Russian-inspired vodka made in Oklahoma

Saturday, February 9th 2008, 7:41 pm
By: News 9

By Christian Price, INsite Team

Oklahoma is known for its agriculture, Native American history, and its tornadoes. The state is not known for its vodka production. However, a Russian distillery based in Oklahoma City wants to change that.

In 1995, a family trip to Latvia would set off a series of events that ultimately changed liquor laws in Oklahoma.

Marc Spain, co-owner of Old Russia Distillery, recalls the first time he met his wife's family.

"My wife's Russian. Back in 1995 we went to go visit her family. Her father, Simyon Metore, said, ‘Come here. I want to show you something,' " Spain said.

Mr. Metore took Spain to a back room of the house and showed him the Metore homemade still. He told Spain that the vodka available in Latvia was not very good. He used the still to make the drink bearable.

"They have two pipes coming out of the same tank," Spain said. "One pipe goes to cars, and the other pipe goes into your jar that you take home."

A couple of years later, Spain came across a magazine article about a man who had his own still in California. The man made several types of products at his distillery. Spain was instantly intrigued.

Eventually coming up with his own business plan, Spain overcame a number of hurdles before his product began to flow. Spain's biggest hurdle was history-there had never been a distillery in the state of Oklahoma.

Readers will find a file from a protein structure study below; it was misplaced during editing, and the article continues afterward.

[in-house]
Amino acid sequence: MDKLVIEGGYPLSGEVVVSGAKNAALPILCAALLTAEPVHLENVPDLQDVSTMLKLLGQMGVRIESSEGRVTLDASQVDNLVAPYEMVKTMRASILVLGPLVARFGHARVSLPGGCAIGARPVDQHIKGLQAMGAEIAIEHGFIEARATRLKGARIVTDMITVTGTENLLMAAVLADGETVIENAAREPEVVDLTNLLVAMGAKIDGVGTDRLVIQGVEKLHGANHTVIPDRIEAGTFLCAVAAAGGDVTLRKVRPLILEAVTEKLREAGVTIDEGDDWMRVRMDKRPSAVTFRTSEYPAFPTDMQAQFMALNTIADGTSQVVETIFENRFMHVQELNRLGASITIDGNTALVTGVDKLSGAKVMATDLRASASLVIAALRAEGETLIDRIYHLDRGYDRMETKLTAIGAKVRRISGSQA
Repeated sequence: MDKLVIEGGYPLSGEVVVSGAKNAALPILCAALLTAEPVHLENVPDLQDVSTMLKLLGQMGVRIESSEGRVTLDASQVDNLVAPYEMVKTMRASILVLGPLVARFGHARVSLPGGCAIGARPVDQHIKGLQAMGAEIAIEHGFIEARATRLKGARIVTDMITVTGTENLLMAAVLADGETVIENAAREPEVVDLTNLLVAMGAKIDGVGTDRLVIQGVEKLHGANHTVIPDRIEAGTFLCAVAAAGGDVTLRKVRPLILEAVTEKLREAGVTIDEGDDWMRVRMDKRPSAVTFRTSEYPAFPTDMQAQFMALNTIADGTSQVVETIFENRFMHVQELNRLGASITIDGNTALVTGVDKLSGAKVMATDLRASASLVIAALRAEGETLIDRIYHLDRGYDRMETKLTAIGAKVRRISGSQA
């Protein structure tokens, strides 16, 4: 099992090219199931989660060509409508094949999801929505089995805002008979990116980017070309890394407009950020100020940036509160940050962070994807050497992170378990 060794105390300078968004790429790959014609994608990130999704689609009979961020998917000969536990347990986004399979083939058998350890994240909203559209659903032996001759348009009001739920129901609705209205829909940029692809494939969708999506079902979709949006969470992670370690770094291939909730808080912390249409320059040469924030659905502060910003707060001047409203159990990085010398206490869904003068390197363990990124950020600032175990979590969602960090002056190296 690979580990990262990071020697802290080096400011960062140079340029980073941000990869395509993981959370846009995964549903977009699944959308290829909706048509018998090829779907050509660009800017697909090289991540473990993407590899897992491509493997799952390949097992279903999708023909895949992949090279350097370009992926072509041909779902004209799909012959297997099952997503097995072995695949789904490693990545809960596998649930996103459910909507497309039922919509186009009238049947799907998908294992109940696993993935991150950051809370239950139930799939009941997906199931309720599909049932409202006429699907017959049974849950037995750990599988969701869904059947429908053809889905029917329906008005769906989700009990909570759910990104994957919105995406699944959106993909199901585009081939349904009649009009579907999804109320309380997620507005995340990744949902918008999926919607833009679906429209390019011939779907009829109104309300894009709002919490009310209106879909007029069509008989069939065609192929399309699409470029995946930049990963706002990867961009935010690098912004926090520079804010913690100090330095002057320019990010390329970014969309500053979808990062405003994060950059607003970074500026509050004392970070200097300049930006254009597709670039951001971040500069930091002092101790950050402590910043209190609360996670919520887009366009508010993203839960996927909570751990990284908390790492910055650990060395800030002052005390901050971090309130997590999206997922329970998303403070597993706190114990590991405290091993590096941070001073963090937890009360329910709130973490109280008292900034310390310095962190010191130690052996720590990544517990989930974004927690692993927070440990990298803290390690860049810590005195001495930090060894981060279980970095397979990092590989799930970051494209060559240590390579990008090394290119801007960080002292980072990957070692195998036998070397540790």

"Between the Fed's and the state, we had to help them modify a few forms, because no one had ever filled out the forms for a distillery [in Oklahoma]," Spain said. "We were the first legal distillery in the state."

Once the proper paperwork was filled out and the still was established, all that was left was to start creating. And the creations have paid off. The vodka from the Old Russia distillery is award-winning.

"Our Old Russia Heritage won gold in the Chicago Tasting Institute," said Spain. "Our lemon [flavor] won silver, and our orange flavor won silver."

According to Spain, he thinks many people enjoy his vodka because of how smooth it is.

"We consider our vodka a sipping vodka. There's no edge to it." Spain said, "If you just like drinking vodka straight, you'll be amazed by the difference. If you like mixed drinks, you'll be able to taste your drinks."

The next step for Old Russia Distillery is to start selling nationally. Named after Spain's father-in-law, Metore's premium vodka is ready to make Oklahoma known for its vodka.